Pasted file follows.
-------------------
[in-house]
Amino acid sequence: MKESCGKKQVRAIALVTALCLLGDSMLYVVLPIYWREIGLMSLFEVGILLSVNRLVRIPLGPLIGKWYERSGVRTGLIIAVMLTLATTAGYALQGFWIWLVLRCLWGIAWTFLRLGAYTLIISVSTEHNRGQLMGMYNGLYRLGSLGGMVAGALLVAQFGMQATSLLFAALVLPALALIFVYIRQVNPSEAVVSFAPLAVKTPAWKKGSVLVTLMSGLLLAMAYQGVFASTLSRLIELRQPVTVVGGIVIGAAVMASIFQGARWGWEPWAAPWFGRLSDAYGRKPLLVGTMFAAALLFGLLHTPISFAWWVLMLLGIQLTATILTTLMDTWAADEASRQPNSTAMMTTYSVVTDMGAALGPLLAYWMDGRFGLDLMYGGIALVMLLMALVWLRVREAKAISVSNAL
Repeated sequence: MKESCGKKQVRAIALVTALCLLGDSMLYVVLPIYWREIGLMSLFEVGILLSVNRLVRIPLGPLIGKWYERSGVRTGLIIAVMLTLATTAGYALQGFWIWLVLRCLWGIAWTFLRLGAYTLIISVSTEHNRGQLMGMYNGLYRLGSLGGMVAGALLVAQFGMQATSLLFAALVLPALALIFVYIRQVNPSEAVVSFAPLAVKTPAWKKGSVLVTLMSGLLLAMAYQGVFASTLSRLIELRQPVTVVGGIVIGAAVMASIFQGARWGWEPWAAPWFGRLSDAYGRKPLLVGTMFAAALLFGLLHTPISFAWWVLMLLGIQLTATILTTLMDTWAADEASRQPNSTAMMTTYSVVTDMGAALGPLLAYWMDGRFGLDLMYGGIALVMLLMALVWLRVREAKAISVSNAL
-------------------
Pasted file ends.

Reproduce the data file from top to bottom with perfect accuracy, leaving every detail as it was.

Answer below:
[in-house]
Amino acid sequence: MKESCGKKQVRAIALVTALCLLGDSMLYVVLPIYWREIGLMSLFEVGILLSVNRLVRIPLGPLIGKWYERSGVRTGLIIAVMLTLATTAGYALQGFWIWLVLRCLWGIAWTFLRLGAYTLIISVSTEHNRGQLMGMYNGLYRLGSLGGMVAGALLVAQFGMQATSLLFAALVLPALALIFVYIRQVNPSEAVVSFAPLAVKTPAWKKGSVLVTLMSGLLLAMAYQGVFASTLSRLIELRQPVTVVGGIVIGAAVMASIFQGARWGWEPWAAPWFGRLSDAYGRKPLLVGTMFAAALLFGLLHTPISFAWWVLMLLGIQLTATILTTLMDTWAADEASRQPNSTAMMTTYSVVTDMGAALGPLLAYWMDGRFGLDLMYGGIALVMLLMALVWLRVREAKAISVSNAL
Repeated sequence: MKESCGKKQVRAIALVTALCLLGDSMLYVVLPIYWREIGLMSLFEVGILLSVNRLVRIPLGPLIGKWYERSGVRTGLIIAVMLTLATTAGYALQGFWIWLVLRCLWGIAWTFLRLGAYTLIISVSTEHNRGQLMGMYNGLYRLGSLGGMVAGALLVAQFGMQATSLLFAALVLPALALIFVYIRQVNPSEAVVSFAPLAVKTPAWKKGSVLVTLMSGLLLAMAYQGVFASTLSRLIELRQPVTVVGGIVIGAAVMASIFQGARWGWEPWAAPWFGRLSDAYGRKPLLVGTMFAAALLFGLLHTPISFAWWVLMLLGIQLTATILTTLMDTWAADEASRQPNSTAMMTTYSVVTDMGAALGPLLAYWMDGRFGLDLMYGGIALVMLLMALVWLRVREAKAISVSNAL